Beginning with Ron Clements and John Musker’s The Little Mermaid (1989) and ending with Kevin Lima and Chris Buck’s Tarzan (1999), the Disney Renaissance is to Disney what the Hollywood Renaissance is to Golden Age Hollywood.
Gary Trousdale and Kirk Wise’s Beauty and the Beast (1991) may be the first animated film ever eligible for the Best Picture Academy Award, but Roger Allers and Rob Minkoff’s The Lion King (1994) is the studio’s masterstroke.
With Mike Gabriel and Eric Goldberg’s Pocahontas (1995), the overpowered media conglomerate attempts to recapture the prestige of Beauty and the Beast as well as the success of its predecessor, The Lion King, the top-grossing traditionally animated movie of all time.
Ambition paints every frame with all the colors of the wind, but ambition can also dance perilously close to pretension, and one misstep can spell disaster.
If you don’t know what to watch next, Pocahontas is available to stream on Hulu.
The animated musical romantic drama won Best Original Song for “Colors of the Wind,” and composer Alan Menken and lyricist Stephen Schwartz were honored a second time that year with the Oscar for Best Original Musical or Comedy Score.
The eponymous hero would go on to become the first Native American Disney Princess and the first woman of color to lead a cast of Disney characters.
Set in 1607, Captain John Smith (voiced by Mel Gibson) sails with the Virginia Company to the New World in search of adventure.
Once landing in Tsenacommacah, he meets and falls in love with Pocahontas (Irene Bedard, with Judy Kuhn as the singing voice), the free-spirited daughter of Chief Powhatan (Russell Means, with vocals from Jim Cummings).
But the greedy, genocidal Governor Ratcliffe (David Ogden Stiers) is obsessed with pillaging the Powhatan tribe’s land for gold, and his conquest threatens to make a tragedy out of the star-crossed lovers’ forbidden romance.
Artistic liberties are taken in almost all works of historical fiction – to quote Sir Alfred Hitchcock, “Drama is life with all the dull bits cut out” – but the sanitization and whitewashing found in Pocahontas have aged the text poorly.
The real Pocahontas was not a “magical minority,” but, rather, a child bride, and the colonizers didn’t make peace with her people after she learned how to speak English by “listening with her heart.”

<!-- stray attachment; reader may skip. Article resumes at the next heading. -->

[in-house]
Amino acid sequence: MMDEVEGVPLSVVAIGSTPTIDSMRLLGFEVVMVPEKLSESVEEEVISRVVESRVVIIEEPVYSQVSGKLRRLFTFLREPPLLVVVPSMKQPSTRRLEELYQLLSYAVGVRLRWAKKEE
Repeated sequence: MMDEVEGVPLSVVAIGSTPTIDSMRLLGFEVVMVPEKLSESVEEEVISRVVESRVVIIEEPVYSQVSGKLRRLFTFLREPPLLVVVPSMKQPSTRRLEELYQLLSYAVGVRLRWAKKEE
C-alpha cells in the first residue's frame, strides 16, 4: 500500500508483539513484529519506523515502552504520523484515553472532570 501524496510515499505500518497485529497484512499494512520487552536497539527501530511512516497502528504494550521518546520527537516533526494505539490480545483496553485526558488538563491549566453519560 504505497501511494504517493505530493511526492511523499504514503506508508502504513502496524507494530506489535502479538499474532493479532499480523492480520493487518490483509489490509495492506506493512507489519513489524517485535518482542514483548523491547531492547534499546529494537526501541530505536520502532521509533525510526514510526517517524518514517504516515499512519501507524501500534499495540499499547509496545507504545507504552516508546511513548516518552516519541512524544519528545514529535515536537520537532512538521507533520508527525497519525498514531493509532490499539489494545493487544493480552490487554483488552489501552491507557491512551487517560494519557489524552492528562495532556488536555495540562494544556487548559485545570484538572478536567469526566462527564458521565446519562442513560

As for John Smith, his “exploration” was more correctly an “invasion,” an “imperialization,” and it shouldn’t have taken a “noble savage” like Pocahontas to humanize First Nation people in his eyes (through her sexuality, no less).
This problematic, post-Kevin Costner’s Dances with Wolves (1990) white savior narrative of exotification crystallizes at its most egregious in the musical number, “Savages.”
The back-and-forth parallelism of the song conflates the white supremacy of the European settlers alongside the self-defensive resistance from the indigenous groups, drawing a false equivalency between the two that the First Americans were as intolerant as the British Empire.
Intentionalism is a critical fallacy, and Disney’s white liberal, apologistic intentions here are irrelevant.
If the true story of Pocahontas is too upsetting for their key demographic to understand without reducing the Powhatan culture to something that existed only for white men to appropriate it, then it’s a story that never should be told to children.
But, for what it is within the context of the Disney canon, Pocahontas is an epic entertainment. The soundtrack raises goosebumps, and the animation is as colorful as the signature song.
Apolitically, the love story between John Smith and Pocahontas is one of the most mature and affecting in the Disney universe, and, hey, if nothing else, Ratcliffe is shown to be more villainous than Powhatan.
If your child is too young to learn the real history behind Pocahontas, then at least take care to teach them what reel history means. The insultingly oversimplified themes of the picture will be digestible enough to entertain them, but the more harmlessly so, the better.
And as far as Disney fare goes, its family-friendliness is just as accessible for adults looking to enjoy a more grownup tale of intercultural (though largely fictionalized) romance, as it is for kids looking to sing along to some catchy tunes.